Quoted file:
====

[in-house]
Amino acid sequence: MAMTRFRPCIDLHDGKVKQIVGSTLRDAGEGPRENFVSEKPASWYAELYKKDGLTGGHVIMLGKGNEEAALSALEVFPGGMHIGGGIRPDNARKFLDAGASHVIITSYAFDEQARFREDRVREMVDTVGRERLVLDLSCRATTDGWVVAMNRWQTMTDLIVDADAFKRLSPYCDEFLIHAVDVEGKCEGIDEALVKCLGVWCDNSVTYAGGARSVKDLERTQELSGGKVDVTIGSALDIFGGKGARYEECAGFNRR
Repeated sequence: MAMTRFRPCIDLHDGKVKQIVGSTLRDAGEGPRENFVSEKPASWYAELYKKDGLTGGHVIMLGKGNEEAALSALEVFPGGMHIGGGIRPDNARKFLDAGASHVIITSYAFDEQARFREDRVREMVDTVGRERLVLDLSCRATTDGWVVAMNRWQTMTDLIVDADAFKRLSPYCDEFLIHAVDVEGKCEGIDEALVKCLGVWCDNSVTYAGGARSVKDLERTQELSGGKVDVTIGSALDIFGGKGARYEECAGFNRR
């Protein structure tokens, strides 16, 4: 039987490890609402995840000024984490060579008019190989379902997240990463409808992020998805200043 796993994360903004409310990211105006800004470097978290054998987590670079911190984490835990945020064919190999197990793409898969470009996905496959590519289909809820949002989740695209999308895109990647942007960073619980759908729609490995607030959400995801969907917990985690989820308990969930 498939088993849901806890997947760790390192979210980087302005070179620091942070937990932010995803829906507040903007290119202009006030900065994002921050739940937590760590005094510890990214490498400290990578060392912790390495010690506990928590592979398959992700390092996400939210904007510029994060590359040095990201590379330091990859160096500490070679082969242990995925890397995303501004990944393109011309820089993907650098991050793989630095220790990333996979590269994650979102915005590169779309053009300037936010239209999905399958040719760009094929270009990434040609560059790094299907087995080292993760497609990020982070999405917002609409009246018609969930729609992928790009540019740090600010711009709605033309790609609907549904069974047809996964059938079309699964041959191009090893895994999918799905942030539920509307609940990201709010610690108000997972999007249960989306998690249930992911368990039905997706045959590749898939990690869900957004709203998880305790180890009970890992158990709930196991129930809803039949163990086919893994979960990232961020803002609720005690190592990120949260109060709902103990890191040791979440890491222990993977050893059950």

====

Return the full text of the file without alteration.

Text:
[in-house]
Amino acid sequence: MAMTRFRPCIDLHDGKVKQIVGSTLRDAGEGPRENFVSEKPASWYAELYKKDGLTGGHVIMLGKGNEEAALSALEVFPGGMHIGGGIRPDNARKFLDAGASHVIITSYAFDEQARFREDRVREMVDTVGRERLVLDLSCRATTDGWVVAMNRWQTMTDLIVDADAFKRLSPYCDEFLIHAVDVEGKCEGIDEALVKCLGVWCDNSVTYAGGARSVKDLERTQELSGGKVDVTIGSALDIFGGKGARYEECAGFNRR
Repeated sequence: MAMTRFRPCIDLHDGKVKQIVGSTLRDAGEGPRENFVSEKPASWYAELYKKDGLTGGHVIMLGKGNEEAALSALEVFPGGMHIGGGIRPDNARKFLDAGASHVIITSYAFDEQARFREDRVREMVDTVGRERLVLDLSCRATTDGWVVAMNRWQTMTDLIVDADAFKRLSPYCDEFLIHAVDVEGKCEGIDEALVKCLGVWCDNSVTYAGGARSVKDLERTQELSGGKVDVTIGSALDIFGGKGARYEECAGFNRR
């Protein structure tokens, strides 16, 4: 039987490890609402995840000024984490060579008019190989379902997240990463409808992020998805200043 796993994360903004409310990211105006800004470097978290054998987590670079911190984490835990945020064919190999197990793409898969470009996905496959590519289909809820949002989740695209999308895109990647942007960073619980759908729609490995607030959400995801969907917990985690989820308990969930 498939088993849901806890997947760790390192979210980087302005070179620091942070937990932010995803829906507040903007290119202009006030900065994002921050739940937590760590005094510890990214490498400290990578060392912790390495010690506990928590592979398959992700390092996400939210904007510029994060590359040095990201590379330091990859160096500490070679082969242990995925890397995303501004990944393109011309820089993907650098991050793989630095220790990333996979590269994650979102915005590169779309053009300037936010239209999905399958040719760009094929270009990434040609560059790094299907087995080292993760497609990020982070999405917002609409009246018609969930729609992928790009540019740090600010711009709605033309790609609907549904069974047809996964059938079309699964041959191009090893895994999918799905942030539920509307609940990201709010610690108000997972999007249960989306998690249930992911368990039905997706045959590749898939990690869900957004709203998880305790180890009970890992158990709930196991129930809803039949163990086919893994979960990232961020803002609720005690190592990120949260109060709902103990890191040791979440890491222990993977050893059950």